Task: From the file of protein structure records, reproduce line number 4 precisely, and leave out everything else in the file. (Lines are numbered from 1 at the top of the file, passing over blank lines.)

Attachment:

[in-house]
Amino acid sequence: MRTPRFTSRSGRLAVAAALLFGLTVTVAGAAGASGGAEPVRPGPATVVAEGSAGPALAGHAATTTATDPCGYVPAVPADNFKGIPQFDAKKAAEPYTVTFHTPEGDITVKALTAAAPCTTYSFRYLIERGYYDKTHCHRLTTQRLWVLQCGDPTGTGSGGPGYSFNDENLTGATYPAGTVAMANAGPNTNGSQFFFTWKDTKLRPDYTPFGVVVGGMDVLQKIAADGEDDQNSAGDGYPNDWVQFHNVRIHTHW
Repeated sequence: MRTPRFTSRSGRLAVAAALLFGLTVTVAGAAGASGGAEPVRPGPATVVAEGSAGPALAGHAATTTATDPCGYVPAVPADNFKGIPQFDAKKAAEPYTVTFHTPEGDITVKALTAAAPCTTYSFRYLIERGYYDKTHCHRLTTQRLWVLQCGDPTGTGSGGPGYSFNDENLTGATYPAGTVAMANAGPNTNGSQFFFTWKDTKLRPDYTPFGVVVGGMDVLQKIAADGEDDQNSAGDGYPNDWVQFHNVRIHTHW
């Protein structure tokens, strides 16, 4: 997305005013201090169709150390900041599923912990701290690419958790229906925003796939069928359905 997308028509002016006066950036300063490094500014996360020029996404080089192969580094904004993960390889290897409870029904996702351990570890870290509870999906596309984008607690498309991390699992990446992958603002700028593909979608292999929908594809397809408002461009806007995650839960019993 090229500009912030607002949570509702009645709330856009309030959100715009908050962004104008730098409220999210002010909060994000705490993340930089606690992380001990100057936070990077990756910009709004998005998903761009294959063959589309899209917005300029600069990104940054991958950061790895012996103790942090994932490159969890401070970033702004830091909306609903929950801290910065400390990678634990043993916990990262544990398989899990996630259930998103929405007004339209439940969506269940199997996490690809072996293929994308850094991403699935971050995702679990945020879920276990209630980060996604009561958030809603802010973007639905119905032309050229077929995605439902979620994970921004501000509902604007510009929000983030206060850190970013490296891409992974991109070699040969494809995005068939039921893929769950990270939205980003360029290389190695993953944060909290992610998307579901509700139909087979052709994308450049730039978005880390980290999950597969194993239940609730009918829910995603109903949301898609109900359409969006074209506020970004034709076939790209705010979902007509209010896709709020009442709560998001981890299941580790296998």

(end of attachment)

């Protein structure tokens, strides 16, 4: 997305005013201090169709150390900041599923912990701290690419958790229906925003796939069928359905 997308028509002016006066950036300063490094500014996360020029996404080089192969580094904004993960390889290897409870029904996702351990570890870290509870999906596309984008607690498309991390699992990446992958603002700028593909979608292999929908594809397809408002461009806007995650839960019993 090229500009912030607002949570509702009645709330856009309030959100715009908050962004104008730098409220999210002010909060994000705490993340930089606690992380001990100057936070990077990756910009709004998005998903761009294959063959589309899209917005300029600069990104940054991958950061790895012996103790942090994932490159969890401070970033702004830091909306609903929950801290910065400390990678634990043993916990990262544990398989899990996630259930998103929405007004339209439940969506269940199997996490690809072996293929994308850094991403699935971050995702679990945020879920276990209630980060996604009561958030809603802010973007639905119905032309050229077929995605439902979620994970921004501000509902604007510009929000983030206060850190970013490296891409992974991109070699040969494809995005068939039921893929769950990270939205980003360029290389190695993953944060909290992610998307579901509700139909087979052709994308450049730039978005880390980290999950597969194993239940609730009918829910995603109903949301898609109900359409969006074209506020970004034709076939790209705010979902007509209010896709709020009442709560998001981890299941580790296998």